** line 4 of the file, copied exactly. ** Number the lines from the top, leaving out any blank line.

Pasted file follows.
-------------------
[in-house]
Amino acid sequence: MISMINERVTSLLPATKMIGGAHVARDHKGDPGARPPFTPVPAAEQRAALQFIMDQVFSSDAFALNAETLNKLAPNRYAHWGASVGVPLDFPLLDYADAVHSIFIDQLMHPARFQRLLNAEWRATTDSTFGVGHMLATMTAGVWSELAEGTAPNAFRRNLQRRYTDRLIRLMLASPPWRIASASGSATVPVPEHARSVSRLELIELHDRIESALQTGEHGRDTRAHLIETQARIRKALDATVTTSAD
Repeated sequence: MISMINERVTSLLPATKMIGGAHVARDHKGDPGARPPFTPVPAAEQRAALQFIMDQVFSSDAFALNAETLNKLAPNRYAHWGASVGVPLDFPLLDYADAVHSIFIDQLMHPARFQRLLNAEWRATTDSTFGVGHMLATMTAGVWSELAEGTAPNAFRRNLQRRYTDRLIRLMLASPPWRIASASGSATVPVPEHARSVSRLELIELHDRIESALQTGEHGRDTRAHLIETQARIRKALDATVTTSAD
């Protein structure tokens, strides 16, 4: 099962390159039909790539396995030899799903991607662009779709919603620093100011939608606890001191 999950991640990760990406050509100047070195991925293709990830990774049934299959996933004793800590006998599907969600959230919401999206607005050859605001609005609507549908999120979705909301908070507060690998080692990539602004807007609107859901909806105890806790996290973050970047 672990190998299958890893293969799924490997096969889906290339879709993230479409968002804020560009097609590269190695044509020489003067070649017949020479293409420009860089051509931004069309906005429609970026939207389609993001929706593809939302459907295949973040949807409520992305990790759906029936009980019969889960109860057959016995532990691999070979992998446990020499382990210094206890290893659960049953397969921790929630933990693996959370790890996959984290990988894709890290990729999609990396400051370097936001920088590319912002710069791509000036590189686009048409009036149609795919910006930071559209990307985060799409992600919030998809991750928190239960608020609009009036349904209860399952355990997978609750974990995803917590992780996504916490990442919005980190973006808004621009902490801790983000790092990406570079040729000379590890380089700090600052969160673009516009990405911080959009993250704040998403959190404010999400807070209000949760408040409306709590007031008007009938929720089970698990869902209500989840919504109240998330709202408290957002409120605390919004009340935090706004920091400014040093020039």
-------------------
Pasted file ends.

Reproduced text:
């Protein structure tokens, strides 16, 4: 099962390159039909790539396995030899799903991607662009779709919603620093100011939608606890001191 999950991640990760990406050509100047070195991925293709990830990774049934299959996933004793800590006998599907969600959230919401999206607005050859605001609005609507549908999120979705909301908070507060690998080692990539602004807007609107859901909806105890806790996290973050970047 672990190998299958890893293969799924490997096969889906290339879709993230479409968002804020560009097609590269190695044509020489003067070649017949020479293409420009860089051509931004069309906005429609970026939207389609993001929706593809939302459907295949973040949807409520992305990790759906029936009980019969889960109860057959016995532990691999070979992998446990020499382990210094206890290893659960049953397969921790929630933990693996959370790890996959984290990988894709890290990729999609990396400051370097936001920088590319912002710069791509000036590189686009048409009036149609795919910006930071559209990307985060799409992600919030998809991750928190239960608020609009009036349904209860399952355990997978609750974990995803917590992780996504916490990442919005980190973006808004621009902490801790983000790092990406570079040729000379590890380089700090600052969160673009516009990405911080959009993250704040998403959190404010999400807070209000949760408040409306709590007031008007009938929720089970698990869902209500989840919504109240998330709202408290957002409120605390919004009340935090706004920091400014040093020039």